5.6 on this one is incorrect, it is actually a 2.8. So a missed opportunity there. And so something else is try to learn what lenses John likes to shoot with. [Class Laughs] Alright, next up. This is going to be a tricky one, this is for team B. Let's give you a little hint here. This is a 400 millimeter lens.
We're going to ring in at f/11.
f/11, wow that is really good! Nailed that one, that was almost worth two points, not quite, but almost. Alright, let's see what we got here next. Okay, so where are we? I think we're in Croatia in this one. We're in the city where the Game of Thrones is filmed a lot. Old castle city, and your hint here is a 50 millimeter lens. We have some final debates going on here.
[Person From Team A] Campaigning for their answer.
Campaigning for their answer [Laughs]. Yes.
They want five six.
They want five six, and that is incorrect. We were actually at 1.4 and those gentlemen in the background, they're not that far back but they're pretty out of focus in that case. Alright, back over to team B here. Let's give you your hint for this one. Another 400 millimeter lens shot. Gotta like that mustache, right? [Laughs] Little dubious on that one, huh?
I'm hearing five six, John.
Five six on this one is correct. Another point, very good job there. Got ourselves a portrait situation, let's throw in the lens here. Now we're working on a 70 millimeter lens. Might also help to know what lenses are available at 70 millimeters in what aperture.
[Person From Team A] I'm not being very helpful. They want 2.
2.8 and that is the correct one. Chiming in, that was like a three minute last minute buzzer right there that you just got on that one. Last second, good choice. Next one, going into a landscape shot here. Never mind the blurry water. And here's your hint, your hint is your 28 millimeter lens. You know even the wrong answers are pretty close, and so, people are learning from this I think.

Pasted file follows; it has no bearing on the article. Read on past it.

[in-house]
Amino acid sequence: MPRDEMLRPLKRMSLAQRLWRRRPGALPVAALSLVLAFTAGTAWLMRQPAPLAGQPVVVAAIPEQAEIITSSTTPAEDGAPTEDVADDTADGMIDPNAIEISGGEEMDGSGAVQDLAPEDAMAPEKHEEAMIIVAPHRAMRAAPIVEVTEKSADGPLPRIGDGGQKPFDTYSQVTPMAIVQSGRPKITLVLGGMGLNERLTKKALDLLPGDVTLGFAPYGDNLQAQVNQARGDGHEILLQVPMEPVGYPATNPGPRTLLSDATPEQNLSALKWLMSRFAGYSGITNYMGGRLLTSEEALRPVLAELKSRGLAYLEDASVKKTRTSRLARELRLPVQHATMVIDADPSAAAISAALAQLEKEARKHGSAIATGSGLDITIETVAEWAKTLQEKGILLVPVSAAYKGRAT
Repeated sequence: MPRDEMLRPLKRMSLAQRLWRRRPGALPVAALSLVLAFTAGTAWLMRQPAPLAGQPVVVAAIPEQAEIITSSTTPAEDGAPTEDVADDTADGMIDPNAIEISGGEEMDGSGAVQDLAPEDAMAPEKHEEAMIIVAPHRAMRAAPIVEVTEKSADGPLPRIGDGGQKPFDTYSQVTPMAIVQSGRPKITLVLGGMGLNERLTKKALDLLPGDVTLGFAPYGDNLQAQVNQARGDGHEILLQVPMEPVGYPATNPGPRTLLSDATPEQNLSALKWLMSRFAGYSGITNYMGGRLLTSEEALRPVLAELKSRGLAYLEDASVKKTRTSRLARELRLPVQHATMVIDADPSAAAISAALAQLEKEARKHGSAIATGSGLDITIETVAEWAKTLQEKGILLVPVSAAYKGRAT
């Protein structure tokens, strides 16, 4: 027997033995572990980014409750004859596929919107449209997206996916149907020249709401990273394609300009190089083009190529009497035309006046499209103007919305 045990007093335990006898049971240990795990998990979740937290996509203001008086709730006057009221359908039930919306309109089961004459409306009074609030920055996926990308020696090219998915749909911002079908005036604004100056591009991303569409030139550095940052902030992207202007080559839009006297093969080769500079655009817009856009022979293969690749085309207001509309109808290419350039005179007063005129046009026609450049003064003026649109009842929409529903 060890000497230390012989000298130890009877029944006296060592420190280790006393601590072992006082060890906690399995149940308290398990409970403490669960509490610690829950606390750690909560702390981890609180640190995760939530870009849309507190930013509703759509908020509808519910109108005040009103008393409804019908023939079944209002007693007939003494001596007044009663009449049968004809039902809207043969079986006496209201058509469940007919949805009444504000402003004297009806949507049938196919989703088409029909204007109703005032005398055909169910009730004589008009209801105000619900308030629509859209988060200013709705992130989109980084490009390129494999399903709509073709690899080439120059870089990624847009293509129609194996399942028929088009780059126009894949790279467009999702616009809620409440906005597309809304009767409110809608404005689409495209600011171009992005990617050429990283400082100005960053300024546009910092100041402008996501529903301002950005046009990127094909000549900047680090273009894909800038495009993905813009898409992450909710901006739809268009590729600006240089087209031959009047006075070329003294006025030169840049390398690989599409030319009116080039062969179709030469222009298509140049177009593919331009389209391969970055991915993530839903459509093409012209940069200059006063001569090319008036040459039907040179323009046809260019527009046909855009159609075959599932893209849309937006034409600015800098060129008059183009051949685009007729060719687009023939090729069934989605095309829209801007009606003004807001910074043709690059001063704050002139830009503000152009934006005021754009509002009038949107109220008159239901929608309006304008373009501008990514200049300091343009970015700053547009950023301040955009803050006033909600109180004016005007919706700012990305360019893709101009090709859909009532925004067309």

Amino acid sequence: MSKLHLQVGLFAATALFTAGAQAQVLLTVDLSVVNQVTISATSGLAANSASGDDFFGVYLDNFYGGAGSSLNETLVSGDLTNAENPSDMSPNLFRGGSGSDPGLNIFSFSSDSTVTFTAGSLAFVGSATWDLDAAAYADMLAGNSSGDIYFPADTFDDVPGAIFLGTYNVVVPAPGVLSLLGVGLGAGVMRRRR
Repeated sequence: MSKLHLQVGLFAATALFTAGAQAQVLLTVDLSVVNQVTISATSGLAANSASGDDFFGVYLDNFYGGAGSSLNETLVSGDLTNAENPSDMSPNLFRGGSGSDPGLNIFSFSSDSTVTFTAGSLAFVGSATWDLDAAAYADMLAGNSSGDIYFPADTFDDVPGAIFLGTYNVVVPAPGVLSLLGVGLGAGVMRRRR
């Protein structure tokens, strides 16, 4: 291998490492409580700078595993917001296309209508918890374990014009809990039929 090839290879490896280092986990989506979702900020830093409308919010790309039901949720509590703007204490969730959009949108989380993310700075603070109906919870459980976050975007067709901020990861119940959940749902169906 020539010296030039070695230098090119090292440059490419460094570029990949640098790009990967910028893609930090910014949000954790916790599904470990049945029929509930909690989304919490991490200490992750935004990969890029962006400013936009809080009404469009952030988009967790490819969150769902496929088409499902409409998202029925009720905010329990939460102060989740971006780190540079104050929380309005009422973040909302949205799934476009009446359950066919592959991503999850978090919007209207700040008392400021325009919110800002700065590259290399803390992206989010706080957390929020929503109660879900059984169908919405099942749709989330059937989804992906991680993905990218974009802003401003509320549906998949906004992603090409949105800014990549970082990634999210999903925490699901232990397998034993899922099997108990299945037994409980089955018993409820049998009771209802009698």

I think so.
We're building consensus, and, we've come to 22.
22 is the consensus, and ringing true, nice job. Alright, so very good job, a lot of right answers in there, and you're all going in the right direction. And so, you might have missed it by one or something, but you're all going in the right direction and you should be able to look at photographs going forward and go, "you know, I can tell the lens they're using, I can tell the aperture they're doing." And, you don't need the actual metadata and ask the photographer you can just look at it and go, "yeah I think I know how they did this."
As a photographer, you will need to master the technical basics of the camera and form an understanding of the kind of equipment you need. The Fundamentals of Digital Photography will also teach something even more important (and crucial for success) - how to bring your creative vision to fruition.
Taught by seasoned photographer John Greengo, the Fundamentals of Digital Photography places emphasis on quality visuals and experiential learning. In this course, you’ll learn:
- How to bring together the elements of manual mode to create an evocative image: shutter speed, aperture, and image composition.
- How to choose the right gear, and develop efficient workflow.
- How to recognize and take advantage of beautiful natural light.
John will teach you to step back from your images and think critically about your motivations, process, and ultimate goals for your photography project. You’ll learn to analyze your vision and identify areas for growth. John will also explore the difference between the world seen by the human eye and the world seen by the camera sensor. By forming an awareness of the gap between the two, you will be able to use your equipment to its greatest potential.